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Win in Business with Political — Not Marketing — Campaigns

The following is adapted from Brands Don’t Win.

Want to know the primary reason Donald Trump won the 2016 presidential election? He forced his rival Hillary Clinton to play his game. Trump consistently and concisely communicated his four-word campaign agenda of “Make America Great Again”. In stark contrast, Clinton communicated multiple agendas during her campaign.

Trump was strategic about the platforms he used to promote his agenda as well. He focused primarily on Twitter. In 2017, Trump acknowledged the role social media played in his victory when he tweeted, “I won the 2016 election with interviews, speeches and social media… We will continue to WIN! My use of social media is not Presidential — it’s MODERN DAY PRESIDENTIAL. Make America Great Again!”

Trump’s unconventional, Twitter-based campaign generated billions of dollars in free advertising — over $3 billion during the first half of 2016 alone. Trump spent dramatically less per vote and per electoral delegate than any other Republican or Democratic presidential candidate, including less than one-third ($4.62/vote) what Hillary Clinton spent ($14.55/vote).
Unlike Trump’s campaign agenda, nobody could remember Clinton’s. Why? Because she had at least seven different campaign slogans: “Four Fights for America,” to “Breaking Down Barriers,” to “Make America Whole” and “I’m With Her,” and more.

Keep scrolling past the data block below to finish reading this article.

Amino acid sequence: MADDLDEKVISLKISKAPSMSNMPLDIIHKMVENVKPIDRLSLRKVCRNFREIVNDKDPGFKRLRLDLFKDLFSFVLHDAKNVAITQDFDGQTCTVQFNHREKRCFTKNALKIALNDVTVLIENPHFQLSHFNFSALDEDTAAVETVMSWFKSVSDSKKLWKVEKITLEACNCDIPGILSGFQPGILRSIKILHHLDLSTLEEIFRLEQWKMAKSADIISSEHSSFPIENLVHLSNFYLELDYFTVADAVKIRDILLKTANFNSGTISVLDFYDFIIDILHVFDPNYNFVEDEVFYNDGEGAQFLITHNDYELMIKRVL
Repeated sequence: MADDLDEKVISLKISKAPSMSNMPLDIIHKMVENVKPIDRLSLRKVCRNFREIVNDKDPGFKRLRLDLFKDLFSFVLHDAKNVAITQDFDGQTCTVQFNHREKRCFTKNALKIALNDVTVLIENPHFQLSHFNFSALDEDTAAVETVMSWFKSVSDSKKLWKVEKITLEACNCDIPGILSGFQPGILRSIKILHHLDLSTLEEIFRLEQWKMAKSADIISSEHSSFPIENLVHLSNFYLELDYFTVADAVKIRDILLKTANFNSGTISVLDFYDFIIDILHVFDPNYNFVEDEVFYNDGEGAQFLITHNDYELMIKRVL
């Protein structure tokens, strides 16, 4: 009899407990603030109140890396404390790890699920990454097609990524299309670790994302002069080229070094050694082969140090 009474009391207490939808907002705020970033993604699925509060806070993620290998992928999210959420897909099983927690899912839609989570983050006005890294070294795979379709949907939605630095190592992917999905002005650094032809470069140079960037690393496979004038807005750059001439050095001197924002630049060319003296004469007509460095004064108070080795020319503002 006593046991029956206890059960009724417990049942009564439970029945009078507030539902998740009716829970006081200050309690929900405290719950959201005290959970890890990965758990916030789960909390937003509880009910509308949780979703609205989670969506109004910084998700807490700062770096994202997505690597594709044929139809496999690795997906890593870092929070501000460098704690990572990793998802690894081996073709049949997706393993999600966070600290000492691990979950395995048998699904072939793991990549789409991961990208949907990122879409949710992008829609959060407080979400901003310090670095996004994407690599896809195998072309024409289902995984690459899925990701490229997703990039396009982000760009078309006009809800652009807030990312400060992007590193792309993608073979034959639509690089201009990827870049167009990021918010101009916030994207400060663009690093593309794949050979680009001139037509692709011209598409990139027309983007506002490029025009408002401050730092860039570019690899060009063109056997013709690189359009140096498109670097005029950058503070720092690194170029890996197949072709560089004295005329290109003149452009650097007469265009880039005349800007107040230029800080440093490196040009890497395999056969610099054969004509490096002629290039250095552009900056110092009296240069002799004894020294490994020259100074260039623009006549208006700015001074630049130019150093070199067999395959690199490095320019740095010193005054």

Hillary Clinton had so many slogans that she confused voters. In fact, her own husband, former President Bill Clinton, misstated her final 2016 slogan while campaigning for her in North Carolina just two weeks before the presidential election. “This campaign slogan of Hillary’s, ‘Growing Together,’ is more than just two words that sound good,” Bill Clinton told the crowd. The real campaign slogan was “Stronger Together.”

Why all this talk about political campaigns? Because the same principle that helped Trump win the election in 2016 — sticking to one memorable, repeatable agenda — will help you create a winning marketing campaign.
On the other hand, if you have more than one campaign agenda — like Clinton — then you have none. In fact, multiple campaign agendas compete against each other. Because Clinton had so many campaign agendas and messages, she was tuned out by many voters, while many voters responded to Trump’s singular campaign agenda of Make America Great Again.

This concept of a single campaign agenda has profound implications for products and branding. Traditionally, companies have communicated numerous brand messages, supported by extensive advertising, promotions, and often sales representatives or account managers. In that paradigm, more is considered more.

But to be truly effective, you have to embrace the idea that less is more. You need one overarching campaign agenda supported by (at most) two or three short campaign messages.